# Perform signed arithmetic on numbers defined as bit ranges of unsigned bytes

I have two bytes. I need to turn them into two integers where the first 12 bits make one int and the last 4 make the other. I figure i can && the 2nd byte with 0x0f to get the 4 bits, but I'm not sure how to make that into a byte with the correct sign.

update: just to clarify I have 2 bytes

``````byte1 = 0xab
byte2 = 0xcd
``````

and I need to do something like this with it

``````var value = 0xabc * 10 ^ 0xd;
``````

sorry for the confusion.

thanks for all of the help.

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First as in MSB and last as in LSB? –  user7116 Jul 1 '11 at 17:11
The question title doesn't seem to match the question itself ("turn into signed byte" -- "turn into two integers"). What exactly do you need? –  dtb Jul 1 '11 at 17:17
I agree with dtb. It's not really clear what output you want, or how you expect the signing to work with a "byte with the correct sign". If you only have four bits forming that byte, is the most significant of the four bits then your sign bit? –  Kongress Jul 1 '11 at 17:27
@Kongress - yes the the most significant bit of the four bits would be the sign bit. –  scott Jul 1 '11 at 17:30
@dtb - I need an int but I figured if I could get the signed byte correctly I could convert that to an int. –  scott Jul 1 '11 at 17:31

Ok, let's try this again knowing what we're shooting for. I tried the following out in VS2008 and it seems to work fine, that is, both `outOne` and `outTwo = -1` at the end. Is that what you're looking for?

``````byte b1 = 0xff;
byte b2 = 0xff;
ushort total = (ushort)((b1 << 8) + b2);
short outOne = (short)((short)(total & 0xFFF0) >> 4);
sbyte outTwo = (sbyte)((sbyte)((total & 0xF) << 4) >> 4);
``````
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I understand what this one is doing! –  Matt Ellen Jul 1 '11 at 17:18
@Matt Sorry if the new version is less understandable... –  Kongress Jul 1 '11 at 17:53
Nah, I had to do some casting for your original code anyway :D –  Matt Ellen Jul 1 '11 at 21:38
``````int a = 10;
int a1 = a&0x000F;
int a2 = a&0xFFF0;
``````

try to use this code

-

For kicks:

``````public static partial class Levitate
{
public static Tuple<int, int> UnPack(this int value)
{
uint sign = (uint)value & 0x80000000;
int small = ((int)sign >> 28) | (value & 0x0F);
int big = value & 0xFFF0;

return new Tuple<int, int>(small, big);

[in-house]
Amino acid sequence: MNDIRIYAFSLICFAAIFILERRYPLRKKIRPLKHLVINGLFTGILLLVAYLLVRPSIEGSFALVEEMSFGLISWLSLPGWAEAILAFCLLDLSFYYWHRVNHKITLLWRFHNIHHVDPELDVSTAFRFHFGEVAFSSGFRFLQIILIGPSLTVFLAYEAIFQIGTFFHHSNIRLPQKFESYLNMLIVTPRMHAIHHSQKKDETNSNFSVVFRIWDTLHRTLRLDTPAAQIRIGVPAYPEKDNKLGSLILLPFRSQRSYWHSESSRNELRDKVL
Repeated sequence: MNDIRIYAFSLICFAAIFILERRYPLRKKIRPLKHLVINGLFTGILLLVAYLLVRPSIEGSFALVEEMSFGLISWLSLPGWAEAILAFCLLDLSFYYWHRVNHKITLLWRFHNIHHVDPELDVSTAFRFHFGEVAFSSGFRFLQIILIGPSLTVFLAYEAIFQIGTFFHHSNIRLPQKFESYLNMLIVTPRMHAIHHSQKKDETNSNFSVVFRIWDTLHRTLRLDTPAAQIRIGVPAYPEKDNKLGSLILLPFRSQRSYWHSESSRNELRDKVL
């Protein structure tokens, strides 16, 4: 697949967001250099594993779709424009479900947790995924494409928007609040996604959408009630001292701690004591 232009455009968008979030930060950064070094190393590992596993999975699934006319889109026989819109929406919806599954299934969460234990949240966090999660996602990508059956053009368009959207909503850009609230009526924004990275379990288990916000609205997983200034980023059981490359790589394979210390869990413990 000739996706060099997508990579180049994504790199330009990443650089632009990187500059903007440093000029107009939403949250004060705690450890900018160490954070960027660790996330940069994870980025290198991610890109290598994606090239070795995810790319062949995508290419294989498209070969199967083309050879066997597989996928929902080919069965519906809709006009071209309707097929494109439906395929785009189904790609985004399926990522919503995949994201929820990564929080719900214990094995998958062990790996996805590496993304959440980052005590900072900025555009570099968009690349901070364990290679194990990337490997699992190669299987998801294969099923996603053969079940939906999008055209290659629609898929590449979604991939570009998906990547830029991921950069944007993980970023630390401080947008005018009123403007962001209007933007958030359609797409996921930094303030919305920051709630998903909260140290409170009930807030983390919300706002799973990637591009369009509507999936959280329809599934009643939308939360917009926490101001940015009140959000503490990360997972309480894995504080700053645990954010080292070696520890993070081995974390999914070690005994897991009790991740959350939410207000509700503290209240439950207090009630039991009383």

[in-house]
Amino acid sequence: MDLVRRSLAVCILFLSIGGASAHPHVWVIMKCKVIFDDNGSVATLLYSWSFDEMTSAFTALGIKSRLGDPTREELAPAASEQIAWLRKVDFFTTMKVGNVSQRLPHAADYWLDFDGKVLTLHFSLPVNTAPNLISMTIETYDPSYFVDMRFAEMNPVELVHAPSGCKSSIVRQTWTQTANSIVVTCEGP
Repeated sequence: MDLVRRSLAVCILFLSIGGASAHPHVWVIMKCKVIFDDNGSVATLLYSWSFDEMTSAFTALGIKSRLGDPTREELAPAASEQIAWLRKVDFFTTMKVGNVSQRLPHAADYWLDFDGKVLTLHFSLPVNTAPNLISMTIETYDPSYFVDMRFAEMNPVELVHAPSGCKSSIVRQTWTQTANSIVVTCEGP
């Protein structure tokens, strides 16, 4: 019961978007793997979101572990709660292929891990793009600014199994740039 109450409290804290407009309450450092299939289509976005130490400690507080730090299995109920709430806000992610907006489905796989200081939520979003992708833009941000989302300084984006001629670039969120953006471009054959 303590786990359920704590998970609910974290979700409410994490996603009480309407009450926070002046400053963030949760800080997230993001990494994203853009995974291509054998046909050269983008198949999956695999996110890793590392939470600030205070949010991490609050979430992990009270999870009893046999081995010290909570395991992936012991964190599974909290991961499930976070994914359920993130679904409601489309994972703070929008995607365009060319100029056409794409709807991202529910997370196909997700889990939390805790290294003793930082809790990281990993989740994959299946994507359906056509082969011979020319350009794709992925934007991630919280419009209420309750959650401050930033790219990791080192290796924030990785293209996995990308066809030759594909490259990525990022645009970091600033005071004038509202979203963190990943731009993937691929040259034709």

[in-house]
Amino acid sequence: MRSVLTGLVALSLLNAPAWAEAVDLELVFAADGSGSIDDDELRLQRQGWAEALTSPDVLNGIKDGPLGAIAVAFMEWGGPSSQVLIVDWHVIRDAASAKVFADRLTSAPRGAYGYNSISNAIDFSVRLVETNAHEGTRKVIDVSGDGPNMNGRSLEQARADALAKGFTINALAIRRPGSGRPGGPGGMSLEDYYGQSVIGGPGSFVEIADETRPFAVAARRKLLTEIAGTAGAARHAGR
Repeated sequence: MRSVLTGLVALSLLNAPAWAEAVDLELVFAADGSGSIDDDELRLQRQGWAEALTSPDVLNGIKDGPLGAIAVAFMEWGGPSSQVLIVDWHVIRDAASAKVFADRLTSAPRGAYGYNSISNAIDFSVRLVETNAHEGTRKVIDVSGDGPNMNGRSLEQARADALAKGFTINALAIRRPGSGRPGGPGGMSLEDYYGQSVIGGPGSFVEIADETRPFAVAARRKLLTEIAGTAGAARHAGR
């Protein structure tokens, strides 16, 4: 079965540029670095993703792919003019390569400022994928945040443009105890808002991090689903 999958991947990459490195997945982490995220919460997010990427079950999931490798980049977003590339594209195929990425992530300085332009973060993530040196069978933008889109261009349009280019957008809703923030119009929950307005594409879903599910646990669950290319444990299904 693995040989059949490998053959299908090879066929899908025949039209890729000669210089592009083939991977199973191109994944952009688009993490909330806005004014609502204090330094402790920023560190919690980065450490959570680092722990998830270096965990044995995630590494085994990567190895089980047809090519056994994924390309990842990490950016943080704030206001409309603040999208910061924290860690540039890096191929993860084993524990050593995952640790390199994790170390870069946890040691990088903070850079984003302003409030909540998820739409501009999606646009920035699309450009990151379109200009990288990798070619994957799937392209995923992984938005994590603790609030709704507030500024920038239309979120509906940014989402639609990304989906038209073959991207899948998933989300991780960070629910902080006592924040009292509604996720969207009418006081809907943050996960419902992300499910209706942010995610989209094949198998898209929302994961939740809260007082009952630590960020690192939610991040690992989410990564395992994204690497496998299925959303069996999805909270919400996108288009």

}
}

int a = 10;
a.UnPack();
``````
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+1 for snazziness. –  Kongress Jul 1 '11 at 17:16
doing it this way will cause small to always be positive right? –  scott Jul 1 '11 at 17:44
@scott - Yea, I missed the signed discussion. –  Ritch Melton Jul 1 '11 at 17:47
@scott - Fixed. –  Ritch Melton Jul 1 '11 at 18:08

Assuming you have the following to bytes:

``````byte a = 0xab;
byte b = 0xcd;
``````

and consider 0xab the first 8 bits and 0xcd the second 8 bits, or 0xabc the first 12 bits and 0xd the last four bits. Then you can get the these bits as follows;

``````int x = (a << 4) | (b >> 4);   // x == 0x0abc
int y = b & 0x0f;              // y == 0x000d
``````
-

edited to take into account clarification of "signing" rules:

``````public void unpack( byte[] octets , out int hiNibbles , out int loNibble )
{
if ( octets        == null ) throw new ArgumentNullException("octets");
if ( octets.Length != 2    ) throw new ArgumentException("octets") ;

int value = (int) BitConverter.ToInt16( octets , 0 ) ;

// since the value is signed, right shifts sign-extend
hiNibbles =   value >>  4         ;
loNibble  = ( value << 28 ) >> 28 ;

return ;
}
``````
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this doesn't keep the sign from C for the loNibble or the sign from F for the high nibbles –  scott Jul 1 '11 at 17:43
Not from my reading of what the OP wants: the 3 hi-order nibbles represent a signed int and the 1 lo-order nibble forms a signed int, each with its own sign. The lo nibble gets the appropriate sign because of we shift that bit into the sign position (and then shift it right back out). –  Nicholas Carey Jul 1 '11 at 17:55